Available evidence indicates that despite the national list of essential medicines becoming more ‘child friendly’ with each revision, children access to these essential medicines has not improved in par. For example in Sri Lanka, a national survey in 2009 which assessed the availability of 25 key essential medicines for children reported that the mean per cent availability of the basket of survey medicines was 52% in public hospitals when compared with 80% in private, and 88% in Retail Outlet of State Pharmaceutical Corporation (ROS) pharmacies.26 Teaching/general hospitals had better availability (mean per cent availability 62%) than district hospitals (54%), peripheral units (49%) and central dispensaries (45%). For example amoxicillin suspension was available in 45% of the public hospitals compared with 100% of private and ROS pharmacies. None of the public hospital outpatient department pharmacies, 45% of private pharmacies and 62.5% of ROS pharmacies had carbamazepine syrup.
WHO, Unicef and the United Nations Population Fund have identified a list of the top 30 medicines from the EML for maternal and child health, to support countries making choices about medicines for treating women and children. This list of ‘priority medicines’ was published in April 2011.27 ,28 A study investigated the inclusion of these priority medicines in the national essential medicines lists of 89 countries.13 There was considerable global variation in the listing of these priority medicines. The most frequently listed medicine was paracetamol, on 84 lists (94%). Sodium chloride, gentamicin and oral rehydration solution were on 83 lists (93%). The least frequently listed medicine was the children's antimalarial rectal artesunate, on 7 lists (8%); artesunate injection was on 14 lists (16%). Paediatric artemisinin combination therapy, as dispersible tablets or flexible oral solid dosage form, appeared on 32 lists (36%). Procaine benzyl penicillin, for treatment of paediatric pneumonia and neonatal sepsis, was on 45 lists (50%). Zinc, for treatment of diarrhoea in children, was included in only 13 lists (15%).13
Children's access to essential medicines at grass-roots level
Access is defined as having medicines continuously available and affordable at public or private medicine outlets that are within 1 h walk from the homes of the population.29 Reachability (availability or physical access), affordability (economic access) and acceptability (sociocultural access) have been identified as essential prerequisites of universal access.30 There is often a big gap between the real status of children's access to essential medicines and these technical definitions.
In countries where medicines are given free in public hospitals, and the cost is borne by the public funding, like for example in Sri Lanka, the children may be denied access to these free essential medicines in the public sector because of low availability. Parents are then compelled to pay out-of-pocket to purchase them from the private sector where the availability seems to be better. Additional, important, but mostly undocumented obstacles to children's access to essential medicines at the grass-roots level are listed in box 2.
Important, but mostly undocumented obstacles to children's access to essential medicines at the grass-roots level
Non-supply/inadequate supply of liquid formulation of essential medicines
Shortage of paediatric strength tablets
Lack of/poor storage and transport facilities
Irrational prescription in public hospitals leading to non-availability of essential medicines when indicated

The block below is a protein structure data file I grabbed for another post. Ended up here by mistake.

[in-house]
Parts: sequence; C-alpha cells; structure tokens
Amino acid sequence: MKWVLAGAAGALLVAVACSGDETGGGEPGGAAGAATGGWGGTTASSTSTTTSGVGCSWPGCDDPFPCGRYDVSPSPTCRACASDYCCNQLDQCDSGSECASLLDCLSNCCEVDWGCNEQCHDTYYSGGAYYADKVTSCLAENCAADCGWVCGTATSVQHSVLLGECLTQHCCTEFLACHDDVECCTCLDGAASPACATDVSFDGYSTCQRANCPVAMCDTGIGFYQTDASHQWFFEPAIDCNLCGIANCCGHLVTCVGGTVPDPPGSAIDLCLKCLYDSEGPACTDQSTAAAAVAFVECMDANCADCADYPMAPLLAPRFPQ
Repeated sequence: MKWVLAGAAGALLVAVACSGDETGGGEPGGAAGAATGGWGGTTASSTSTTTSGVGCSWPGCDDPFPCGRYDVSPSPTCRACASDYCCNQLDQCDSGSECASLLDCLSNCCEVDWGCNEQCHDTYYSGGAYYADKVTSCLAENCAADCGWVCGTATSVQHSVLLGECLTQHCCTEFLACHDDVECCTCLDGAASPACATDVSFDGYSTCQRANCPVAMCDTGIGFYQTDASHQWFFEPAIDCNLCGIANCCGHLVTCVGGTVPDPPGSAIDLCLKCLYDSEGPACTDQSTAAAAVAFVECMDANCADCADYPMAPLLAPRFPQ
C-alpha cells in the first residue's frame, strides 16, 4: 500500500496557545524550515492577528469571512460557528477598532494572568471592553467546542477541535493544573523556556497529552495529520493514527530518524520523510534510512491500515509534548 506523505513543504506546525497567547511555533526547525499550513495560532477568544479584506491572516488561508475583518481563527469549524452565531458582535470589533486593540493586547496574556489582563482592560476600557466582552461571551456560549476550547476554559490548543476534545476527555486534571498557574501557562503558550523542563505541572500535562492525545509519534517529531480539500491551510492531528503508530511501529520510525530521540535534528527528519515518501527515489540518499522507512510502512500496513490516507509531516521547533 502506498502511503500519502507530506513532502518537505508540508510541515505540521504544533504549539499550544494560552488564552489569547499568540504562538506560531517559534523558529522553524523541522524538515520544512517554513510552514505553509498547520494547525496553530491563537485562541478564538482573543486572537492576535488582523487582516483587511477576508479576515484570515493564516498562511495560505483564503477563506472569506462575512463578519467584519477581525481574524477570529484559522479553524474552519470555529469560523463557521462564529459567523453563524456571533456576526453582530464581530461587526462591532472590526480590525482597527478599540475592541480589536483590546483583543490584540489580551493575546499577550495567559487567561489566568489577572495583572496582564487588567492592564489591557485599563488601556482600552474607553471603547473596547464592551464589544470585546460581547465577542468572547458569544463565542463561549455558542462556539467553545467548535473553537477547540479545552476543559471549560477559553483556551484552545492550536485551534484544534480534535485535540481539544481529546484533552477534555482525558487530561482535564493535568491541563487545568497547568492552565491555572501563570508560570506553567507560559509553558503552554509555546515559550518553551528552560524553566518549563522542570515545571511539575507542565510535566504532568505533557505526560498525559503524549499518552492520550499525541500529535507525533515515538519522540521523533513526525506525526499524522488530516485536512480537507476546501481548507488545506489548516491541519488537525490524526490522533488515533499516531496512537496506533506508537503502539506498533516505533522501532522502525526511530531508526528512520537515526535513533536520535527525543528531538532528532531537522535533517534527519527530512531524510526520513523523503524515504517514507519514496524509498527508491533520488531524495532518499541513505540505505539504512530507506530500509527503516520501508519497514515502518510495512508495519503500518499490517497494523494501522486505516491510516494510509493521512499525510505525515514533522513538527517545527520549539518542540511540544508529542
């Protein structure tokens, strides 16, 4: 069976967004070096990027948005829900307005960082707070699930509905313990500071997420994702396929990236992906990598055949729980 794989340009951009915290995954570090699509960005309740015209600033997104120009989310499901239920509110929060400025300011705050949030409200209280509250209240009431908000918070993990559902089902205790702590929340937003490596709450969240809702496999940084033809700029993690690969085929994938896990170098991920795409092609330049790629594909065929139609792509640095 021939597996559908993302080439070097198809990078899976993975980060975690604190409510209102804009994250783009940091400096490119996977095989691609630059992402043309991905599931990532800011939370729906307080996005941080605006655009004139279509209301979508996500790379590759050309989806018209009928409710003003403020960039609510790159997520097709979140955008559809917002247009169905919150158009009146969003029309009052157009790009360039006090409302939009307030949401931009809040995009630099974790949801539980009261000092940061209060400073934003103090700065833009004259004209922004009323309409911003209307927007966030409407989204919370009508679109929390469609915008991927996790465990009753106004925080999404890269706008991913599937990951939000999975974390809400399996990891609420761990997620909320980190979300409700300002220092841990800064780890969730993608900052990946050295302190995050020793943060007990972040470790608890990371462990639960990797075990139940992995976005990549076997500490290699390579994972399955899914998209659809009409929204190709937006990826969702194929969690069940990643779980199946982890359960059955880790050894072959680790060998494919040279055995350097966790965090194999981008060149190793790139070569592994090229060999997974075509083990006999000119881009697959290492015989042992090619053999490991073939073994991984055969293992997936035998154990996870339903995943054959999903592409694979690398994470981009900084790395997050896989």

Shortage of even adult strength tablets
Polypharmacy and irrational prescribing in the private sector inflating the cost of a prescription impinging on affordability
Poorly marketed essential medicine concept
MDGs and essential medicines for children
With the low availability of medicines for children, particularly in Africa, it is hardly surprising that child mortality in well-treatable conditions is still a problem. The medicines needed to make a difference in MDGs exist, but not always the age-appropriate formulation, and sometimes data, for example, on the optimal dose is also lacking. Many key medicines, such as zinc for diarrhoea in children, are consistently missing in national essential medicines lists.13 While some of the WHO programmes considered the characteristic problems of paediatric medicines, a systematic approach to paediatric medicines by the WHO was missing, as the example of the EML shows, until the WHA resolution ‘Better medicines for children’ was adopted in 2007.
That change is possible by proper attention to paediatric medicines is illustrated by the improved access of children to HIV/AIDS medicines in resource-limited settings. Increased international support and funding resulted in research evidence that use of generic adult fixed drug combinations could provide an interim solution for scaling up of ARV treatment in children.31 ,32 As a result the proportion of children in need of ARVs, in low-income and middle-income countries receiving them, rose from 7% in 2005 to 29% at the end of 2009 (2009 adult coverage was 36%).33 For the MDGs, much more needs to be done to improve access to appropriate paediatric medicines, but developments with ARVs indicate that change is possible. However, even modest improvements take decades not years to achieve, and the EMLc is only 7 years old.
From the USA Paediatric legislations ‘proof of concept’ exists that change is possible34 if the problems of children's medicines are acknowledged by the society and comprehensive measures are taken. The US and European Union (EU) Paediatric legislations will improve scientific evidence, and availability of age-appropriate formulations.34 However, neither legislation in USA or the EU will directly improve access to Essential Medicines.
Competing interests Dr Hoppu has been a member of the WHO Expert Panel on Selection and Use of Essential Medicines since 2007. He has served on the Expert Committee 2007, 2009, and 2001, on the two Paediatric Subcommittees of the Expert Committee in 2007 and 2008, and attended the 2013 Expert Committee as an observer. Dr Hoppu has been a temporary adviser to several WHO programmes. Dr Sri Ranganathan has served on the Expert Committee in 2013 and on WHO's Paediatric Subcommittee of the Expert Committee of the Selection and Use of Essential Medicines in 2007. She has also served as temporary adviser to two (Essential Medicine and Pharmacovigilance) WHO-South East Asian Region programs (WHO-SEARO).
Provenance and peer review Commissioned; internally peer reviewed.